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The ATM passive optical network (APON) is a cost-effective alternative to the telephone-based and cable-based access networks. An APON uses an optical distribution network that consists of optical fibers and passive splitters. It can be used to provide high-speed Internet connection, voice over IP, voice over ATM, and video on demand services.
In this chapter, we describe ADSL-based access networks, cable-based access networks, and the APON. The ADSL-based access network and the APON have been designed to support ATM and consequently they are connection-oriented networks. The cable-based access network supports the IP network. Although the cable-based access network is not a connection-oriented network, it has been included in this chapter for completeness and because of its importance in the access network market.
Chapter 12: Voice over ATM and MPLS
Voice over packet solutions have been developed for the IP network, ATM, frame relay, and MPLS. In this chapter, we explore the topic of voice over ATM and voice over MPLS. Both ATM and MPLS are suitable technologies for voice over packet, since they can provide QoS, a necessary requirement for real-time traffic such as voice.
The ATM Forum has defined several specifications for transporting voice over ATM. These standards can be organized into two groups. The first group of specifications, referred to as ATM trunking for voice, deals with the transport of voice over ATM between two telephone networks. The second group of specifications deals with how to provide voice over ATM to a user at a desktop or to a user over ADSL. In this chapter, we describe two of the ATM trunking for voice specifications (circuit emulation services [CES] and ATM trunking using AAL 2 for narrowband services ). Circuit emulation services emulate a TDM link, such as a T1 or E1 link, over an ATM network. The ATM trunking using AAL 2 for narrowband services specification is used to transport voice traffic between two distant private or public telephone networks.
The MPLS and Frame Relay Alliance has so far defined two different specifications for voice over MPLS. These two specifications use ATMs AAL 1 and AAL 2 protocols. The first specification deals with circuit emulation services over MPLS, and it makes use of AAL 1. The second specification deals with the transport of voice over MPLS and it uses AAL 2. Both specifications are described in this chapter.
1.4 STANDARDS COMMITTEES
Standards allow vendors to develop equipment to a common set of specifications. Providers and end-users can also influence the standards so that vendor equipment conforms to certain characteristics. Because of the standardization process, one can purchase equipment from different vendors without being bound to the offerings of a single vendor.
There are two types of standards: de facto and de jure. De facto standards are those that were first developed by a vendor or a consortium, and then were accepted by the standards bodies. De jure standards are those generated through consensus within national or international standards bodies. ATM and MPLS, for instance, are the result of the latter type of standardization.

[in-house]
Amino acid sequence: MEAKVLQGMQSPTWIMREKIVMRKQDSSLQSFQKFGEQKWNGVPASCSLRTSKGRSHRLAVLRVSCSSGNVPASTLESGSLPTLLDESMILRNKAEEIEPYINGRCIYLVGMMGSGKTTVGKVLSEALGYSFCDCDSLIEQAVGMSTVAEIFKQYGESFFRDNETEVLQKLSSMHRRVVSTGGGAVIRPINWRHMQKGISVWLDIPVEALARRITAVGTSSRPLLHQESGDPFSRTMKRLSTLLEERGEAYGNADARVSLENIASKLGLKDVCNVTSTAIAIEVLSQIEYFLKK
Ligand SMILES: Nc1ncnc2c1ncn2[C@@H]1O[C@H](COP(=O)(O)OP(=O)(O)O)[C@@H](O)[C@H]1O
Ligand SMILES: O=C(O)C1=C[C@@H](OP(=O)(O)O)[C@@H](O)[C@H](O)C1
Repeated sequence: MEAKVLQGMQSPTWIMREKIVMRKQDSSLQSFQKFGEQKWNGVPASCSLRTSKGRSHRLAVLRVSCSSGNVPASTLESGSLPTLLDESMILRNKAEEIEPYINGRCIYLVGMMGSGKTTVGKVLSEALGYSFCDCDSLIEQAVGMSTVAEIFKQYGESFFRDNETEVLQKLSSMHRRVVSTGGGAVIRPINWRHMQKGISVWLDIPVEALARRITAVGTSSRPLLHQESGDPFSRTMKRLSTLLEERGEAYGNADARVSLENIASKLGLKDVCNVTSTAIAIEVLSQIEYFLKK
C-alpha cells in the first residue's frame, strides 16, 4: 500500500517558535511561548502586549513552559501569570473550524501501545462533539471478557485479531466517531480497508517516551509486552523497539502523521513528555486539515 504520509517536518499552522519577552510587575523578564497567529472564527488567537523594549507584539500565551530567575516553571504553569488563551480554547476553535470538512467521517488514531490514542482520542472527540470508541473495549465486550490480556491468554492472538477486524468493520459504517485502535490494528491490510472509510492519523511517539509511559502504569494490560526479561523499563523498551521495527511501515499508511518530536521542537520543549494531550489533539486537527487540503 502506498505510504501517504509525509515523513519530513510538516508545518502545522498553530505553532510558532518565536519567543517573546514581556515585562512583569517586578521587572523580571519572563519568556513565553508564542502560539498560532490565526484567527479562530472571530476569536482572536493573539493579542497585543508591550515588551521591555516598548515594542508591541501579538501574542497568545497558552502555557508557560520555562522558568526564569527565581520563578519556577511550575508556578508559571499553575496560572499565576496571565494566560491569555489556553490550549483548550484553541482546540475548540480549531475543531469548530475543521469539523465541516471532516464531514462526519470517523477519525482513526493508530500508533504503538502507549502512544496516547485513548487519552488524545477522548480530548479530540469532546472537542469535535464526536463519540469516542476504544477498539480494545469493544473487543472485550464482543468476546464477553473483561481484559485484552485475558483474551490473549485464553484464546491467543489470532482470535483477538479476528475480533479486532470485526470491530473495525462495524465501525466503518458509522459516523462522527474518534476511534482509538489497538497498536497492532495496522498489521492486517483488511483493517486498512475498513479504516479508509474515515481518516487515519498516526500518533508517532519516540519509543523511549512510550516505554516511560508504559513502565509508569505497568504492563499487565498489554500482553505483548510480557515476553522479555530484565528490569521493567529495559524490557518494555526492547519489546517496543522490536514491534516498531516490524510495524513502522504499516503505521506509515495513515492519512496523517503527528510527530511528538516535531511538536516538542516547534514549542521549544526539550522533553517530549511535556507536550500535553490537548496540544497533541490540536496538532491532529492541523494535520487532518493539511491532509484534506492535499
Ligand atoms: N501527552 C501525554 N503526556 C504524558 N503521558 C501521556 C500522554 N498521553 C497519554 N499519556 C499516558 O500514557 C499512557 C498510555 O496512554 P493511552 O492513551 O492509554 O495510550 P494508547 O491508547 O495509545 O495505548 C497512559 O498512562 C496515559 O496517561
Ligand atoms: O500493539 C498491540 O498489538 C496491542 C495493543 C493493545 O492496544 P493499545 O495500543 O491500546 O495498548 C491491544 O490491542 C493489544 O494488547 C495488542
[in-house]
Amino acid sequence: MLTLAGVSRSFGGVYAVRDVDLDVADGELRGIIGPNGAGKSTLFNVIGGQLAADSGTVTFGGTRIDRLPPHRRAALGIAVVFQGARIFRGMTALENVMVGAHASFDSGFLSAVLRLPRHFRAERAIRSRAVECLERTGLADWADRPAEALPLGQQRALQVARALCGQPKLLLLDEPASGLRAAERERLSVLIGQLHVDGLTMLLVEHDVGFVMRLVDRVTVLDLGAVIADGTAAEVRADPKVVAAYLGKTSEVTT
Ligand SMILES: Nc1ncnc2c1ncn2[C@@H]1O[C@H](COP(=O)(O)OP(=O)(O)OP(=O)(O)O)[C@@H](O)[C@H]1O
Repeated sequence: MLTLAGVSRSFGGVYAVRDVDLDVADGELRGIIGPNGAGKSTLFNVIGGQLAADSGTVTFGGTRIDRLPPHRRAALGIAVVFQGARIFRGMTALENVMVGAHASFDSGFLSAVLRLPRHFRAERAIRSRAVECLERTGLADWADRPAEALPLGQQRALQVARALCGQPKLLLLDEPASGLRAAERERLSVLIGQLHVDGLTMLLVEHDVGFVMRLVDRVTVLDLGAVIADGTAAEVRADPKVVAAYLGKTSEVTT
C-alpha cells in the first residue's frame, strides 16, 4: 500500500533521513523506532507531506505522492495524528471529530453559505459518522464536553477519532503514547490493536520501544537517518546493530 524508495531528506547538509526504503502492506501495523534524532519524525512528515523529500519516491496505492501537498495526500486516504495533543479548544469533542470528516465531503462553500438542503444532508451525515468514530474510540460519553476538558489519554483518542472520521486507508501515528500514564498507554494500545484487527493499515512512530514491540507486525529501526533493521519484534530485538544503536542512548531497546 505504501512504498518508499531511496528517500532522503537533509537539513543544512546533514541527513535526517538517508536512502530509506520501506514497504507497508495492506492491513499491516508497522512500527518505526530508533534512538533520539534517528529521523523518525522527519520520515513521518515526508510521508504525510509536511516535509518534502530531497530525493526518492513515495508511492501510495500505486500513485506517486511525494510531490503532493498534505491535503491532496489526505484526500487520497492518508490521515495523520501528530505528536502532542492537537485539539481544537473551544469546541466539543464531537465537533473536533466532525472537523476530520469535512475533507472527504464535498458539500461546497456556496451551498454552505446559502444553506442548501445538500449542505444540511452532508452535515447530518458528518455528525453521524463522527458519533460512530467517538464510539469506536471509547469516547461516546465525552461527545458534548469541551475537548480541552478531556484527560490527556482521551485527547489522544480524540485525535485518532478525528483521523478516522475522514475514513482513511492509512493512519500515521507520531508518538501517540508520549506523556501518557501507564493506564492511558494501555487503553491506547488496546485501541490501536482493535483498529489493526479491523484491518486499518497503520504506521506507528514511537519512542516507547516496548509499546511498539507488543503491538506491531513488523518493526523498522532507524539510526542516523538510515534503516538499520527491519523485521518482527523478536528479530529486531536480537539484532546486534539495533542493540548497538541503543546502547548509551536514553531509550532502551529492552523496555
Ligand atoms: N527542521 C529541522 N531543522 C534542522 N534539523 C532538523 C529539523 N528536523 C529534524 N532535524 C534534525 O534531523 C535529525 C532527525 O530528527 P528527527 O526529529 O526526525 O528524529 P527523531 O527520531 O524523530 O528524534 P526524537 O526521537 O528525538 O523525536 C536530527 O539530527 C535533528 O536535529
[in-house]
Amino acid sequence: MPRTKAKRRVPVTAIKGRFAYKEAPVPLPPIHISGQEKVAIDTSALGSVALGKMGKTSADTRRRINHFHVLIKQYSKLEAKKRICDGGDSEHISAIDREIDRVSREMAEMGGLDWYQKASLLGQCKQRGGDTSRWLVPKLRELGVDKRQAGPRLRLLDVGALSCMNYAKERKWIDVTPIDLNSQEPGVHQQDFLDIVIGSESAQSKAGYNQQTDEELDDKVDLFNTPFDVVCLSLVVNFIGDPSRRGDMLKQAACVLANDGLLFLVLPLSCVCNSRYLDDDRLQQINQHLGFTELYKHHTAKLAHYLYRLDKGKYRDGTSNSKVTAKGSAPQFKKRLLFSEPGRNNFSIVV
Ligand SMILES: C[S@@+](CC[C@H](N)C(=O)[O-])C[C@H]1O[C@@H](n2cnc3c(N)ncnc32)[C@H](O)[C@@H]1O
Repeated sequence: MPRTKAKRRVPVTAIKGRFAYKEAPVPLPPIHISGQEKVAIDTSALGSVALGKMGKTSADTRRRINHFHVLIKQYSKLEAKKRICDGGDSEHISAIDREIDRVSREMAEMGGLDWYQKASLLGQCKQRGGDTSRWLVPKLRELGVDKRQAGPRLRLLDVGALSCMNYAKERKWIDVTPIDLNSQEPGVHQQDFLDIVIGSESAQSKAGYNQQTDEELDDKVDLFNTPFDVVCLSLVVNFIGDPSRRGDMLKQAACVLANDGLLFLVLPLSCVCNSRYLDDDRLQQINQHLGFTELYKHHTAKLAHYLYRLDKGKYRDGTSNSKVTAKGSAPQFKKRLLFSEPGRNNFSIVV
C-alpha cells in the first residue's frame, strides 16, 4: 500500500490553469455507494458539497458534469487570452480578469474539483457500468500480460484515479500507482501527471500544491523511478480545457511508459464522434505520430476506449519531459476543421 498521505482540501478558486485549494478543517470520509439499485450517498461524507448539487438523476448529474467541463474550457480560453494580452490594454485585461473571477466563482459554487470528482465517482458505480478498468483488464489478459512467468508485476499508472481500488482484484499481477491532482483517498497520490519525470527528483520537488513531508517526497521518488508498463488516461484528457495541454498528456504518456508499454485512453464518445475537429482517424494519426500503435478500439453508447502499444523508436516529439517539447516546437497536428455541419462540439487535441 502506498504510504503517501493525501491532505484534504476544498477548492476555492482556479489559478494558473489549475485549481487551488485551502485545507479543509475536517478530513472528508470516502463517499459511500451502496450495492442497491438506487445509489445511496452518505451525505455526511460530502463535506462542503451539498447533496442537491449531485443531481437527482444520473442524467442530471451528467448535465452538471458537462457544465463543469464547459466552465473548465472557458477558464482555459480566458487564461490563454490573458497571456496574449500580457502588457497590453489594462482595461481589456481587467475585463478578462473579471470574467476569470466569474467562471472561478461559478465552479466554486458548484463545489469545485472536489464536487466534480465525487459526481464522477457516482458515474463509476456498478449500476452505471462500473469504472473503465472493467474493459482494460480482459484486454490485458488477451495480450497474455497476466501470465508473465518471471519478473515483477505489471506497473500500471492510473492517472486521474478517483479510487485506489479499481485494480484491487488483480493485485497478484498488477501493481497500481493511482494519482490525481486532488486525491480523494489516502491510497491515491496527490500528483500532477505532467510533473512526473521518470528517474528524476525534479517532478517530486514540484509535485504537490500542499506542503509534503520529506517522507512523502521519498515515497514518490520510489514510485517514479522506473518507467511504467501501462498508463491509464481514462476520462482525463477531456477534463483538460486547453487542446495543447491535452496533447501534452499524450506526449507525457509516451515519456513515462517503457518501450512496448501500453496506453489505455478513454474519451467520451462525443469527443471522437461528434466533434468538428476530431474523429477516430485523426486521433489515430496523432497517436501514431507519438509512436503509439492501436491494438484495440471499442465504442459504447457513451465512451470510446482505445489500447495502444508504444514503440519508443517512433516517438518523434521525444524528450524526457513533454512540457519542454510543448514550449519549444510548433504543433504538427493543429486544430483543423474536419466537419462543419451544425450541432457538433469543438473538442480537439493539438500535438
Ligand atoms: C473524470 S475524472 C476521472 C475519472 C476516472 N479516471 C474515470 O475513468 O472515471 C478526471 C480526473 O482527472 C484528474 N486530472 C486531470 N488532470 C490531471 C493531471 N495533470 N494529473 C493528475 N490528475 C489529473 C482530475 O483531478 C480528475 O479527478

Several national and international standards bodies are involved with the telecommunications standardization process, including:
International Telecommunication Union (ITU)
International Organization for Standardization (ISO)
American National Standards Institute (ANSI)
Institute of Electrical and Electronics Engineering (IEEE)
Internet Engineering Task Force (IETF)
MPLS and Frame Relay Alliance
Optical Internetworking Forum (OIF)
These standards bodies are described below.
1.4.1 The International Telecommunication Union (ITU)
ITU is a United Nations specialized agency whose job is to standardize international telecommunications. ITU consists of the following three main sections: the ITU Radiocommunications Sector (ITU-R), the ITU Telecommunications Standardization Sector (ITU-T), and the ITU Development Sector (ITU-D).
The ITU-Ts objective is the telecommunications standardization on a worldwide basis. This is achieved by studying technical, operating and traffic questions, and adopting recommendations on them. ITU-T was created in March 1993, and it replaced the former well-known standards committee International Telegraph and Telephone Consultative Committee, whose origins are over 100 years old. This committee was commonly referred to as CCITT, which are the initials of its name in French.
ITU-T is formed by representatives from standards organizations, service providers, and more recently by representatives from vendors and end users. Contributions to standards are generated by companies, and are first submitted to national technical coordination groups, resulting to national standards. These national coordinating bodies can also pass on contributions to regional organizations or directly to ITU-T, resulting in regional or world standards. ITU more recently started recommending and referencing standards adopted by the other groups, instead of rewriting them.